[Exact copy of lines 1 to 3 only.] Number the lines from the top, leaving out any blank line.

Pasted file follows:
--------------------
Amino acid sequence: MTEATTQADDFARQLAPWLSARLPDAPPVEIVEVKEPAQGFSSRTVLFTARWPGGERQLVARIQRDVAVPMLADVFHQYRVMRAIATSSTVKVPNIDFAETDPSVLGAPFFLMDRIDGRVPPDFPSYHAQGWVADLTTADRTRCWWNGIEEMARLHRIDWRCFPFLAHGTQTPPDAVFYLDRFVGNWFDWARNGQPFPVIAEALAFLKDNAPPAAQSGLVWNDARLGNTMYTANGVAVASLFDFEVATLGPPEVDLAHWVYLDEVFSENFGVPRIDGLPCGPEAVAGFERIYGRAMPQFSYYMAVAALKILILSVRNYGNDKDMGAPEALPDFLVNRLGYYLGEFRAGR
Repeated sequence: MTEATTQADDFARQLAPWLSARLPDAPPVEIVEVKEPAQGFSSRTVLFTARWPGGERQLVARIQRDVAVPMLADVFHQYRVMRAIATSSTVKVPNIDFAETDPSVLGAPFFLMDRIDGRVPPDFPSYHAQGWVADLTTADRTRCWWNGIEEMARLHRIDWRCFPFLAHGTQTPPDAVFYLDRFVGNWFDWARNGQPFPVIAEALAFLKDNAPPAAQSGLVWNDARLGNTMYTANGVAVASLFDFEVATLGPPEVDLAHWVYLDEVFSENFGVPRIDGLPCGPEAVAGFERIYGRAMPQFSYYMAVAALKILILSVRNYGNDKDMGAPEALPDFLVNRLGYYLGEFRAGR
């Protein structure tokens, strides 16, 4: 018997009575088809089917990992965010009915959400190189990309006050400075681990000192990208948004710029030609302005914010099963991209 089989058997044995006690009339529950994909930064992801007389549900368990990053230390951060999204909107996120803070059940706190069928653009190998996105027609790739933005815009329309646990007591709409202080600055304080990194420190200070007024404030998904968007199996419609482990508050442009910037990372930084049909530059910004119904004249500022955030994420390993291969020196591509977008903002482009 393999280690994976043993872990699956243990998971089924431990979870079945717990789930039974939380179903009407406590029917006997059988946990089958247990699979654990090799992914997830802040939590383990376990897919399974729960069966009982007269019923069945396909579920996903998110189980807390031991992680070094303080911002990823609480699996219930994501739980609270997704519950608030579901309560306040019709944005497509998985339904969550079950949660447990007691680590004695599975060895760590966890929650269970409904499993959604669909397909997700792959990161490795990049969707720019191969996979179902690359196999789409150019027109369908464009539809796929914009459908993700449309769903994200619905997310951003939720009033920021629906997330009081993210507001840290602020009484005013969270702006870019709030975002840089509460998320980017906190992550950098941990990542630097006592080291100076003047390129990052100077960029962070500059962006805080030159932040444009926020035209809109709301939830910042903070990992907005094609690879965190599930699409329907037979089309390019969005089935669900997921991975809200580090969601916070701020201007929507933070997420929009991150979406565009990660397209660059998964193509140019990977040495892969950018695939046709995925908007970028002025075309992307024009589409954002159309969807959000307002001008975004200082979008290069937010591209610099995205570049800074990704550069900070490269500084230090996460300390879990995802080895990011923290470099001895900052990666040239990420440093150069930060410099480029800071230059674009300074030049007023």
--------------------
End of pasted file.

Amino acid sequence: MTEATTQADDFARQLAPWLSARLPDAPPVEIVEVKEPAQGFSSRTVLFTARWPGGERQLVARIQRDVAVPMLADVFHQYRVMRAIATSSTVKVPNIDFAETDPSVLGAPFFLMDRIDGRVPPDFPSYHAQGWVADLTTADRTRCWWNGIEEMARLHRIDWRCFPFLAHGTQTPPDAVFYLDRFVGNWFDWARNGQPFPVIAEALAFLKDNAPPAAQSGLVWNDARLGNTMYTANGVAVASLFDFEVATLGPPEVDLAHWVYLDEVFSENFGVPRIDGLPCGPEAVAGFERIYGRAMPQFSYYMAVAALKILILSVRNYGNDKDMGAPEALPDFLVNRLGYYLGEFRAGR
Repeated sequence: MTEATTQADDFARQLAPWLSARLPDAPPVEIVEVKEPAQGFSSRTVLFTARWPGGERQLVARIQRDVAVPMLADVFHQYRVMRAIATSSTVKVPNIDFAETDPSVLGAPFFLMDRIDGRVPPDFPSYHAQGWVADLTTADRTRCWWNGIEEMARLHRIDWRCFPFLAHGTQTPPDAVFYLDRFVGNWFDWARNGQPFPVIAEALAFLKDNAPPAAQSGLVWNDARLGNTMYTANGVAVASLFDFEVATLGPPEVDLAHWVYLDEVFSENFGVPRIDGLPCGPEAVAGFERIYGRAMPQFSYYMAVAALKILILSVRNYGNDKDMGAPEALPDFLVNRLGYYLGEFRAGR
């Protein structure tokens, strides 16, 4: 018997009575088809089917990992965010009915959400190189990309006050400075681990000192990208948004710029030609302005914010099963991209 089989058997044995006690009339529950994909930064992801007389549900368990990053230390951060999204909107996120803070059940706190069928653009190998996105027609790739933005815009329309646990007591709409202080600055304080990194420190200070007024404030998904968007199996419609482990508050442009910037990372930084049909530059910004119904004249500022955030994420390993291969020196591509977008903002482009 393999280690994976043993872990699956243990998971089924431990979870079945717990789930039974939380179903009407406590029917006997059988946990089958247990699979654990090799992914997830802040939590383990376990897919399974729960069966009982007269019923069945396909579920996903998110189980807390031991992680070094303080911002990823609480699996219930994501739980609270997704519950608030579901309560306040019709944005497509998985339904969550079950949660447990007691680590004695599975060895760590966890929650269970409904499993959604669909397909997700792959990161490795990049969707720019191969996979179902690359196999789409150019027109369908464009539809796929914009459908993700449309769903994200619905997310951003939720009033920021629906997330009081993210507001840290602020009484005013969270702006870019709030975002840089509460998320980017906190992550950098941990990542630097006592080291100076003047390129990052100077960029962070500059962006805080030159932040444009926020035209809109709301939830910042903070990992907005094609690879965190599930699409329907037979089309390019969005089935669900997921991975809200580090969601916070701020201007929507933070997420929009991150979406565009990660397209660059998964193509140019990977040495892969950018695939046709995925908007970028002025075309992307024009589409954002159309969807959000307002001008975004200082979008290069937010591209610099995205570049800074990704550069900070490269500084230090996460300390879990995802080895990011923290470099001895900052990666040239990420440093150069930060410099480029800071230059674009300074030049007023």